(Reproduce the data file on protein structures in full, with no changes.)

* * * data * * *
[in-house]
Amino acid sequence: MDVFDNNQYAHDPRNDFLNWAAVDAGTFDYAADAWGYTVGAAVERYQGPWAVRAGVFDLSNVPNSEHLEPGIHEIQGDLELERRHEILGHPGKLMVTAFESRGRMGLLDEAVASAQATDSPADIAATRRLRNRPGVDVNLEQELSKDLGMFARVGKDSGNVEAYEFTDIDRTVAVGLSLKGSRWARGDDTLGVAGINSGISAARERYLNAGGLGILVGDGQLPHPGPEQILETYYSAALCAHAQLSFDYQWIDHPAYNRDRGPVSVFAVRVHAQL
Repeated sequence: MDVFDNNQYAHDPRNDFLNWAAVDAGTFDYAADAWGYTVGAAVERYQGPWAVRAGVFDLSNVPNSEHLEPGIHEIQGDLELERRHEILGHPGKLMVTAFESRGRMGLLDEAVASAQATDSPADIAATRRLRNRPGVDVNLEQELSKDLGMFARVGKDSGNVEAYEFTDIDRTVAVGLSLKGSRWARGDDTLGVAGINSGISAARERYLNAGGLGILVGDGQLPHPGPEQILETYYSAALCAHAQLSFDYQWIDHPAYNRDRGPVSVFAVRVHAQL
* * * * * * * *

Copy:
[in-house]
Amino acid sequence: MDVFDNNQYAHDPRNDFLNWAAVDAGTFDYAADAWGYTVGAAVERYQGPWAVRAGVFDLSNVPNSEHLEPGIHEIQGDLELERRHEILGHPGKLMVTAFESRGRMGLLDEAVASAQATDSPADIAATRRLRNRPGVDVNLEQELSKDLGMFARVGKDSGNVEAYEFTDIDRTVAVGLSLKGSRWARGDDTLGVAGINSGISAARERYLNAGGLGILVGDGQLPHPGPEQILETYYSAALCAHAQLSFDYQWIDHPAYNRDRGPVSVFAVRVHAQL
Repeated sequence: MDVFDNNQYAHDPRNDFLNWAAVDAGTFDYAADAWGYTVGAAVERYQGPWAVRAGVFDLSNVPNSEHLEPGIHEIQGDLELERRHEILGHPGKLMVTAFESRGRMGLLDEAVASAQATDSPADIAATRRLRNRPGVDVNLEQELSKDLGMFARVGKDSGNVEAYEFTDIDRTVAVGLSLKGSRWARGDDTLGVAGINSGISAARERYLNAGGLGILVGDGQLPHPGPEQILETYYSAALCAHAQLSFDYQWIDHPAYNRDRGPVSVFAVRVHAQL